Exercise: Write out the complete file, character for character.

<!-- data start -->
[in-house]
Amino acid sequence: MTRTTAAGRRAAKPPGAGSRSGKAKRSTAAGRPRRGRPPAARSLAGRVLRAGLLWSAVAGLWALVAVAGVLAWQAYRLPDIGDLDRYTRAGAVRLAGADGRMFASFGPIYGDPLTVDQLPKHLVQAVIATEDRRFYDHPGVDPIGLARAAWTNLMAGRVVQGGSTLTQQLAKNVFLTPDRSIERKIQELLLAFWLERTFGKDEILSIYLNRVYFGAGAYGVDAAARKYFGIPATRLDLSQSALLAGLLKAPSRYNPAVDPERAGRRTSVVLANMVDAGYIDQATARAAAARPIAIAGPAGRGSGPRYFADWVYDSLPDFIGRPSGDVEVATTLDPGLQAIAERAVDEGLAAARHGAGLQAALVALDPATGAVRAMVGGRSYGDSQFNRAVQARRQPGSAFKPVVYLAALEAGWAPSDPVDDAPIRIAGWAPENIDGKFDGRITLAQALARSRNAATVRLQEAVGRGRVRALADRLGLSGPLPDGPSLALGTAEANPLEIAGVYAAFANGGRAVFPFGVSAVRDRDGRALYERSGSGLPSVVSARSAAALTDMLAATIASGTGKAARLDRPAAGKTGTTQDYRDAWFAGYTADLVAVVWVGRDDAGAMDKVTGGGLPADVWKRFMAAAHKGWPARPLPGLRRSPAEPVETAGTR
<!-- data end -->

[in-house]
Amino acid sequence: MTRTTAAGRRAAKPPGAGSRSGKAKRSTAAGRPRRGRPPAARSLAGRVLRAGLLWSAVAGLWALVAVAGVLAWQAYRLPDIGDLDRYTRAGAVRLAGADGRMFASFGPIYGDPLTVDQLPKHLVQAVIATEDRRFYDHPGVDPIGLARAAWTNLMAGRVVQGGSTLTQQLAKNVFLTPDRSIERKIQELLLAFWLERTFGKDEILSIYLNRVYFGAGAYGVDAAARKYFGIPATRLDLSQSALLAGLLKAPSRYNPAVDPERAGRRTSVVLANMVDAGYIDQATARAAAARPIAIAGPAGRGSGPRYFADWVYDSLPDFIGRPSGDVEVATTLDPGLQAIAERAVDEGLAAARHGAGLQAALVALDPATGAVRAMVGGRSYGDSQFNRAVQARRQPGSAFKPVVYLAALEAGWAPSDPVDDAPIRIAGWAPENIDGKFDGRITLAQALARSRNAATVRLQEAVGRGRVRALADRLGLSGPLPDGPSLALGTAEANPLEIAGVYAAFANGGRAVFPFGVSAVRDRDGRALYERSGSGLPSVVSARSAAALTDMLAATIASGTGKAARLDRPAAGKTGTTQDYRDAWFAGYTADLVAVVWVGRDDAGAMDKVTGGGLPADVWKRFMAAAHKGWPARPLPGLRRSPAEPVETAGTR